By Teachers, For Teachers
In an article published in 2000, Scott Thornbury called into question English language teaching's (ELT) over-reliance on published materials in classrooms, which Thornbury argues may actually make learning the language more difficult. The article quickly found sympathizers, who voiced similar concerns about language learning principles they considered to be restricting students' communication time with an overzealous use of published materials. Their counter-proposal took the form of Dogme ELT, a materials-light approach to teaching, driven by the people in the room, their lives and their language.
These three ideas became the language learning pillars behind the approach with the publication of the first Dogme book, Teaching Unplugged, in 2009.
(Meddings & Thornbury, 2009:7)
Dogme is an approach to teaching that goes beyond the traditional way of considering the language classroomin three important ways. First, students' language needs and their interests take the place of materials containing prescribed language points to be delivered by the teacher. Second, grammar and vocabulary work arise naturally during the lesson, but do not drive the lesson. Third, the classroom becomes a no-go zone for the English language textbook. In other words, Dogme puts the learner back at the centre of the language learning process.
The thinking behind this move is that students can recall and internalize language with more success if it is immediate and relevant to them. Practitioners of Dogme say that ELT classrooms had experienced an invasion of materials in the form of copious photocopies, workbooks, tapes, tape-scripts, flashcards, transparencies, and technological gimmicks. They argue that students, however, find personalized contexts much more engaging,, so teachers should strive to encourage students to find their own reading and listening texts in addition to the conversation they provide.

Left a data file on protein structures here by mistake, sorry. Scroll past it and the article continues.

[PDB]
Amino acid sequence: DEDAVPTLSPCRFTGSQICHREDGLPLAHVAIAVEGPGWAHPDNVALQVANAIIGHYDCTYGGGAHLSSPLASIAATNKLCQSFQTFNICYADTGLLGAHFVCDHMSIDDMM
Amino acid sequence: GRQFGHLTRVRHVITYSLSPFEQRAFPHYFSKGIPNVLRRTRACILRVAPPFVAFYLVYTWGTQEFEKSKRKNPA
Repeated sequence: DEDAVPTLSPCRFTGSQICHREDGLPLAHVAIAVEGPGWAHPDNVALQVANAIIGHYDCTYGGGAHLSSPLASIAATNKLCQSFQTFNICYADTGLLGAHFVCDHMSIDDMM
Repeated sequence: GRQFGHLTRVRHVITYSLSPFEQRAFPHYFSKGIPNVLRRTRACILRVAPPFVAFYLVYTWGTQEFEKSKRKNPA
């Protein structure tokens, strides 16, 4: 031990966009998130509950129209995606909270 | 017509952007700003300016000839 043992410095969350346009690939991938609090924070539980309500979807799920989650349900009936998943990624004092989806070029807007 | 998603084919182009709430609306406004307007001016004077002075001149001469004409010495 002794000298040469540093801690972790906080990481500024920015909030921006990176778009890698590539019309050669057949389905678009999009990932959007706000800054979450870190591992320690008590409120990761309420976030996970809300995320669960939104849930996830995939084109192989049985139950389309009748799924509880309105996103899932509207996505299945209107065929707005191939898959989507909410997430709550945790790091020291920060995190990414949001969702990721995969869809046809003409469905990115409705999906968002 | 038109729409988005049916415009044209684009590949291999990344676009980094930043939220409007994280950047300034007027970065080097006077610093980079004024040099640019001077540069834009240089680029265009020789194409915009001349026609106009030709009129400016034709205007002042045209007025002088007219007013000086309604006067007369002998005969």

Some Theoretical Aspects
Some of the linguistic theory behind the approach is as follows:
Dogme involves putting the learner back at the center of the language learning process. Previous communicative language teaching methods relied on teacher or syllabus decisions regarding classroom content, with a traditional table-and-chair layout to the classroom and rigid lesson plans. Dogmeticians, on the contrary, generally express a preference for more equal, circular seating( giving students the power to decide the day's language focus or topic for class) and using very few materials—many opt for board pens, a pen, and some paper.
Such a minimalist pedagogy undoubtably puts more strain on what Thornbury refers to as “inflight teaching skills” (Thornbury, 2010), which tend to be masked by the use of ELT materials. It requires the teacher to listen very carefully and make on-the-spot decisions regarding language focus, skills focus, and practice activities. What’s more, teachers lacking classroom experience could find such a task overwhelming and therefore may choose to shy away from putting their necks on the line.
Nevertheless, a well-prepared and earnest attempt to teach in this way pays high dividends for both parties involved. On the teacher's side of things, there's a lot to be said about the confidence boost you can get from the knowledge that you can use your teaching skills to deal with students' difficulties learning English on-demand. On top of that, you might just find out something brand new about your students, so why not give it a try?
And of course, my own blog, www.languagemoments.wordpress.com
Thornbury, S., & Meddings, L., Teaching Unplugged: Dogme in English Language Teaching', DELTA Publishing, 2009.
Thornbury, S., Doing a Dogme Lesson, http://www.youtube.com/watch?v=C5ZPlrMajDA 2010
Thornbury, S. A Dogma for ELF, IATEFL Issues 153, Feb/March 2000